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Thoughts on the protest

The problem is not that we have different opinions.

The problem is that we have polarized our opinions, choosing to believe that there is only right and left, black and white, this or that. We forgot the art of compromise (and yes, this can be done without compromising your beliefs) and have ignored the grey areas. We refuse the “agree to disagree” approach and instead engage in petty wars trying to prove our righteousness. “As for the one who is weak in faith, welcome him, but not to quarrel over opinions.” Romans 14:1

The problem is that we ignore the fact that we have a personal responsibility to be a light in the darkness (Matthew 5:16). Don’t misunderstand what I’m about to say, there is a time and place to call for policy change and to exercise your right to vote for a person or policy that aligns with your beliefs; however, if you want to see real change, go spend time with the people those policies impact. Go hold the hand and look in the eyes of the pregnant woman who doesn’t know what to do, the addict who doesn’t think change is possible, the Black woman who just buried her son killed by police, the school traumatized by the open fire of a machine gun. Listen more. Talk less. “If one gives an answer before he hears, it is his folly and shame.” Proverbs‬ ‭18:13‬

The problem is that we aren’t just arguing opinions, we can’t agree on what truth is.

Truth: we can stand up for our beliefs without hurling insults, storming the Capitol, turning to violence, or blaming others. “Let all bitterness and wrath and anger and clamor and slander be put away from you, along with all malice. Be kind to one another, tenderhearted, forgiving one another, as God in Christ forgave you.” Ephesians‬ ‭4:31-32‬ ‭

(For biblical examples of this, look at Moses, Daniel, or Esther.)

Truth: we are called to love our neighbor. Not just the neighbor with the same political or religious beliefs as us. Not just the neighbor who looks and speaks like us. (Parable of the Good Samaritan Luke 10:25-37)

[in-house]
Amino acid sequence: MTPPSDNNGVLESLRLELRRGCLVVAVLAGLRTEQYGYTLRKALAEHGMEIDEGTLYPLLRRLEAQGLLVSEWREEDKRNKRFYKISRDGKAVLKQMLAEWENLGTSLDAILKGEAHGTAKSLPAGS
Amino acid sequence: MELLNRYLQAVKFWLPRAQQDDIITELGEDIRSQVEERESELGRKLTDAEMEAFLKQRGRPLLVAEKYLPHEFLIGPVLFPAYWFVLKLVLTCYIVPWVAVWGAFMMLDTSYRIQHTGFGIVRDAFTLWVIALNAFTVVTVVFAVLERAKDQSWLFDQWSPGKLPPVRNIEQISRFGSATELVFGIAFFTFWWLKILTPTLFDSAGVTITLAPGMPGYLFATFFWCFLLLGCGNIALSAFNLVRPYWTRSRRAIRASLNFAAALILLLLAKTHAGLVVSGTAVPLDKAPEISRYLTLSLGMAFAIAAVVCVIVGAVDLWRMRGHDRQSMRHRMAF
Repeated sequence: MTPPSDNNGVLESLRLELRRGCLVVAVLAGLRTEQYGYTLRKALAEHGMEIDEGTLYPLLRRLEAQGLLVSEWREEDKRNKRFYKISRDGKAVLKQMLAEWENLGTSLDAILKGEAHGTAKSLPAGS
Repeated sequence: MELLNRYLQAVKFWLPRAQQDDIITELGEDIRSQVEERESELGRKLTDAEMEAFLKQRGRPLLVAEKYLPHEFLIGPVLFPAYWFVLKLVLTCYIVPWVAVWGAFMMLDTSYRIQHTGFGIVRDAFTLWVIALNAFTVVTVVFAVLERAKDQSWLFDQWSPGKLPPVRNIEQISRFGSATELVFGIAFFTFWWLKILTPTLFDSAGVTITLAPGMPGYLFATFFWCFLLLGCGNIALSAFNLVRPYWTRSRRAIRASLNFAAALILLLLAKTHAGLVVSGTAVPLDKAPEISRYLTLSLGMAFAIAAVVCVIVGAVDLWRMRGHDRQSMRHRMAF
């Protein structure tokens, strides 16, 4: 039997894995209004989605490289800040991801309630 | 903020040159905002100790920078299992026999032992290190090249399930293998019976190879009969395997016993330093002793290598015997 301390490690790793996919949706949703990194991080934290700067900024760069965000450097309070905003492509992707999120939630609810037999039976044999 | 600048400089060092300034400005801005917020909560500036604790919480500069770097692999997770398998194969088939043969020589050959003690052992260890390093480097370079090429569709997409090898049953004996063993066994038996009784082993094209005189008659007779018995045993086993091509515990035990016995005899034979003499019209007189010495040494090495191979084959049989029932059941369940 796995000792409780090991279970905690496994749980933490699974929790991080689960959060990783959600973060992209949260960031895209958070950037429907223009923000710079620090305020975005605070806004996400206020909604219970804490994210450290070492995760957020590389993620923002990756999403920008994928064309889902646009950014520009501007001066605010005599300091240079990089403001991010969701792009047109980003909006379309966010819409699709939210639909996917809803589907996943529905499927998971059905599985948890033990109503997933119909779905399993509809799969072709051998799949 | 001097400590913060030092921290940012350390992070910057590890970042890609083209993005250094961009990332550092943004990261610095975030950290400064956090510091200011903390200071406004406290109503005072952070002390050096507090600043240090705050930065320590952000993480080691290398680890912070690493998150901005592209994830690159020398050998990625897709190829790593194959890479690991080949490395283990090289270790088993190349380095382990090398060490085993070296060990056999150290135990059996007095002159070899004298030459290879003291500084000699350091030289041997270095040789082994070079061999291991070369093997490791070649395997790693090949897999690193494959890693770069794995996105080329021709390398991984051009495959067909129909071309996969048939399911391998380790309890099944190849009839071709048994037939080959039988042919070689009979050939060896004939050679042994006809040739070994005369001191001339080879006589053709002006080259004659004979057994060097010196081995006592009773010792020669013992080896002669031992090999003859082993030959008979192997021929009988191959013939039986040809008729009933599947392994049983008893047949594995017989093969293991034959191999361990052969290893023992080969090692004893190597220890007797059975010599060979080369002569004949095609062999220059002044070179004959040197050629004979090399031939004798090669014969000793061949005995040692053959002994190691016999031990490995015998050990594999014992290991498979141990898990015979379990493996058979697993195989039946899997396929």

Truth: this love is how we show Jesus. “By this all people will know that you are my disciples, if you have love for one another." John‬ ‭13:35‬ ‭

We don’t show Jesus by waving flags and justifying every bad behavior with the line “even Jesus flipped tables”.

We don’t show Jesus by deeming one political party “Christian” and therefore all others evil.

We don’t show Jesus by being a “patriot”.

We don’t show Jesus by claiming we’re pro-life but by our words and actions not valuing ALL life (POC, immigrant, incarcerated, HIV+, etc).

We don’t show Jesus by judging and condemning those who think differently than us while we walk around with a plank in our eye.

The problem is we say we want justice when really we seek justification. If we want true justice, then we have to stop criminalizing one group of people while justifying the same actions done by another. We have to quit degrading the lives of some people for ungodly behavior while excusing the ungodly behavior of leaders because they are “Christian” (if anything, they should be held to a higher standard!) We have to quit expecting non-believers to act like believers all while justifying our own misguided actions by claiming they’re done in the name of Jesus.

A note to those feeling hopeless, scared, and anxious: Remember there is a real and present God who is in control. He knows exactly what is happening and it came as no surprise to him. He knew the storm would rock the boat and he simply said “be still” and the wind and waves obeyed. He knew this life would bring troubles and suffering and he said “I am with you” and “my peace I leave you”. I pray that you would put your trust and hope in Jesus, that you would feel the comfort of his nearness, and that you would experience his peace and grace that he so generously offers you.

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